Walk – April 26, 2020

Luke 24:13-35

Seven miles we are told… or 11 kms… that was the distance between Jerusalem and Emmaus. This week, I put 11 kms into my apple map and was told that it would take me approximately 2.25 hours to walk that far. I cannot say I can recall ever intentionally setting out on a trek of that length. This past week, however, I can identify with the metaphor of a long walk… when I consider all the things that have happened. Since we left last Sunday, we learned of the sudden passing of Ken from this community… we also heard of the tragedy of unfathomable proportions that took place in Nova Scotia the night before and that morning. We have heard the story unfold, the questions put to authorities, the lament of victims’ families. For me, this past week very much feels like an in-between time; a now and not yet space. I feel rather stuck… in between the grief of Good Friday and the hallelujahs of Easter day. It is Holy Saturday where we are keeping vigil… bearing witness to these things that have happened.

And sometimes, the only thing to do is to walk. We walk for all kinds of reasons. To reach a destination instead of driving, to get some much needed fresh air and exercise, to sort out a problem, to have a conversation with another… sometimes it is easier to talk about hard things while you walk and just keep going forward, one foot in front of the other.

Walking is a most underrated spiritual practice in my humble opinion, and I was reminded of that this week. On Friday morning, I received an email containing a YouTube link to a documentary on the Camino pilgrimage, and many thanks to Margaret for sharing this with me. For those of you unfamiliar, the Camino de Santiago, also known as the Way of St. James, is a large network of ancient pilgrim routes stretching across Europe and coming together at the tomb of St. James in Santiago de Compostela in northwest Spain. The documentary interviewed various pilgrims from all walks of life, and they shared their experience of being on the Camino. And their reasons for doing so were touching… to process grief and loss… to leave one’s job for a year to travel and walk… to provide first aid to those in need along the path. I too have been drawn to the Camino and wonder if the day will come when I will go. To have the experience of carrying all your possessions and necessities on your back, looking forward, one foot in front of the other. The documentary spoke to all the benefits of such a journey… to dream, to breathe, to have a spiritual experience, to be changed. And as one pilgrim who undertook the journey himself said, you never walk alone.

Today we hear the story of two pilgrims who are on the Way. They were in Jerusalem the days that saw Jesus arrested and crucified. They also know of the unsettling events from that very morning…of their fellow companion, Mary, going to Jesus’ tomb, finding the stone rolled away and his body missing. They have the space of a few hours walk home now to try and sift and sort through these events. There’s grief, there’s disappointment, as they walk along that dusty road. It’s a long walk this evening for Cleopas and his companion. The distance between “we had hoped” and “he is risen” is immense. But then along comes a stranger…someone interested in their conversation and wants to know what it is they are talking about. “How can you not know what has just happened back there? Are you the only one who does know the things that have taken place in Jerusalem?” they ask incredulously. The stranger persists. “What things?” And with this, an invitation to share….to name the hurt, to name the fear, to name the doubt. The two pilgrims are in a place of in-between, of lots of questions and no easy answers. The one who was to be their everything, to deliver them from oppression had just been executed by the system Jesus was to deliver them from.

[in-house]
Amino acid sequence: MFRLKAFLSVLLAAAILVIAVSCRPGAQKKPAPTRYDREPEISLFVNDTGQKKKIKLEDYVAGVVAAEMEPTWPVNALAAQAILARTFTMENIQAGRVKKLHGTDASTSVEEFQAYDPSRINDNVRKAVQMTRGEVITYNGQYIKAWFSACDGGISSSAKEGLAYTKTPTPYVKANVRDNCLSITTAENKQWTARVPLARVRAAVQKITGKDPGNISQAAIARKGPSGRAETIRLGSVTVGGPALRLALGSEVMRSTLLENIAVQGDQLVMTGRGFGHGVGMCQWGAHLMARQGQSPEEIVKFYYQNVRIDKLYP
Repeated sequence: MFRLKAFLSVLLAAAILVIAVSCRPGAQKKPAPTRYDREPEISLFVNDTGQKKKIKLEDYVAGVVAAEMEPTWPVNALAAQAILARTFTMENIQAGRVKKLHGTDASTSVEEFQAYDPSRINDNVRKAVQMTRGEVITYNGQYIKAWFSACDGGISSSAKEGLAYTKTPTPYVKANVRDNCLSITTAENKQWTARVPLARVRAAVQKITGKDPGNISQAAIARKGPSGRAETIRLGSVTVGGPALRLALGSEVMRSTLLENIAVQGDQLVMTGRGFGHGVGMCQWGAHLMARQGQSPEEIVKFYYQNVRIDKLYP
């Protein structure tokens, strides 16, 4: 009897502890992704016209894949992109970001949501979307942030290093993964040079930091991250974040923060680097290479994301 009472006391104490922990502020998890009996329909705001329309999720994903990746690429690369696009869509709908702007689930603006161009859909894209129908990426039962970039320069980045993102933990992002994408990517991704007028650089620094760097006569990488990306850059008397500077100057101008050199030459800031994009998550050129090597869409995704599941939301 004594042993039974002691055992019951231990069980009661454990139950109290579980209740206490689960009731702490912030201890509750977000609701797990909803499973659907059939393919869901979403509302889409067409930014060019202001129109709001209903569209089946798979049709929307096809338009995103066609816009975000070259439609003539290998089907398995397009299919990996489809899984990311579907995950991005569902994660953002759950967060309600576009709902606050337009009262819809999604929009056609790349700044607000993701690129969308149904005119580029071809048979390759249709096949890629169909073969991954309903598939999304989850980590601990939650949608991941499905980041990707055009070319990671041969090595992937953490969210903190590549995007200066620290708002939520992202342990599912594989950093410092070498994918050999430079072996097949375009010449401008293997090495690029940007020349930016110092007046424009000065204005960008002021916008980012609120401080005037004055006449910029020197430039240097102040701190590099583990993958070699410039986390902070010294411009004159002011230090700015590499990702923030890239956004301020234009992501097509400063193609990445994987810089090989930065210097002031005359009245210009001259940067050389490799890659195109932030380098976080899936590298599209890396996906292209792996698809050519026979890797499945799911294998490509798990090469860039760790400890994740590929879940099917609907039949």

The resurrected Jesus doesn’t give empty platitudes. He doesn’t say, it’s all good now boys, I’m here! No need to be glum chums. Instead, the stranger invites them to share what’s on their hearts and minds. He just listens, and by just listening, he speaks hope into their doubts, their pain, their disappointments.

What happens in this story forms community, albeit, a small one. But doesn’t this speak to our current circumstances these past weeks? Big gatherings are not available to us… but small is beautiful. This Easter faith we speak of is full of doubts, of holes in the story. It might even be incomprehensible today in light of the events of this past week. But I focus on the things that bear witness as I find myself in the in-between spaces of this time… of walking side by side (at a safe distance of course), of tables, hospitality, stories, and the experiences of others. The risen Jesus doesn’t show up to teach doctrine or pass judgment on doubts but rather enters into our story, our pain, our questions and our longings. Jesus appears in the communion, the coming together, the serving and being served.

The walk is my resurrection moment this week. The people of Nova Scotia, the families affected by the tragedy, the RCMP will go forward, small steps for a time in that they might process and heal and discern. As a community, we will continue to support one another, those who are grieving, fearful and maybe just lamenting the restlessness of this current predicament, with our phone calls, our distant visits while we wait in this in-between time of what has been and what will be. May we walk the way in sharing and wondering together.

Amen and Amen.

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